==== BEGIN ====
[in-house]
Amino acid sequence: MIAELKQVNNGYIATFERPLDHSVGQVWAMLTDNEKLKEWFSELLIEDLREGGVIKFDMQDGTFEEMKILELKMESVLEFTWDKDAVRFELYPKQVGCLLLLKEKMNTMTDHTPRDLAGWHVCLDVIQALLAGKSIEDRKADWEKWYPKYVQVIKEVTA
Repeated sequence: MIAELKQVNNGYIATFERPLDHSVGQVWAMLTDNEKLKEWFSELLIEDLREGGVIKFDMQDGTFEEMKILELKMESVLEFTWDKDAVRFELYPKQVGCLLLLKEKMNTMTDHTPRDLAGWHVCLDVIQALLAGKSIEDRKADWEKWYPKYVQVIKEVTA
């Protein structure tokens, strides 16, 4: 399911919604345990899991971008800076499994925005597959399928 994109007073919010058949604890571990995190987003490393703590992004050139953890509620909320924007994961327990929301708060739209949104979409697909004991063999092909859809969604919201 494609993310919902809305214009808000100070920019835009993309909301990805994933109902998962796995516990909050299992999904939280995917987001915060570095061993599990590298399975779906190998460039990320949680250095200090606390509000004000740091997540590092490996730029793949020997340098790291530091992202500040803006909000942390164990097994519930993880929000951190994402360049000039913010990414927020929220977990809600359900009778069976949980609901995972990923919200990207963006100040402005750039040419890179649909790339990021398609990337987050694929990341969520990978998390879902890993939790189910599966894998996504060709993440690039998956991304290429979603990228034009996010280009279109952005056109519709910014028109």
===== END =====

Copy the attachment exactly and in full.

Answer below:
[in-house]
Amino acid sequence: MIAELKQVNNGYIATFERPLDHSVGQVWAMLTDNEKLKEWFSELLIEDLREGGVIKFDMQDGTFEEMKILELKMESVLEFTWDKDAVRFELYPKQVGCLLLLKEKMNTMTDHTPRDLAGWHVCLDVIQALLAGKSIEDRKADWEKWYPKYVQVIKEVTA
Repeated sequence: MIAELKQVNNGYIATFERPLDHSVGQVWAMLTDNEKLKEWFSELLIEDLREGGVIKFDMQDGTFEEMKILELKMESVLEFTWDKDAVRFELYPKQVGCLLLLKEKMNTMTDHTPRDLAGWHVCLDVIQALLAGKSIEDRKADWEKWYPKYVQVIKEVTA
């Protein structure tokens, strides 16, 4: 399911919604345990899991971008800076499994925005597959399928 994109007073919010058949604890571990995190987003490393703590992004050139953890509620909320924007994961327990929301708060739209949104979409697909004991063999092909859809969604919201 494609993310919902809305214009808000100070920019835009993309909301990805994933109902998962796995516990909050299992999904939280995917987001915060570095061993599990590298399975779906190998460039990320949680250095200090606390509000004000740091997540590092490996730029793949020997340098790291530091992202500040803006909000942390164990097994519930993880929000951190994402360049000039913010990414927020929220977990809600359900009778069976949980609901995972990923919200990207963006100040402005750039040419890179649909790339990021398609990337987050694929990341969520990978998390879902890993939790189910599966894998996504060709993440690039998956991304290429979603990228034009996010280009279109952005056109519709910014028109």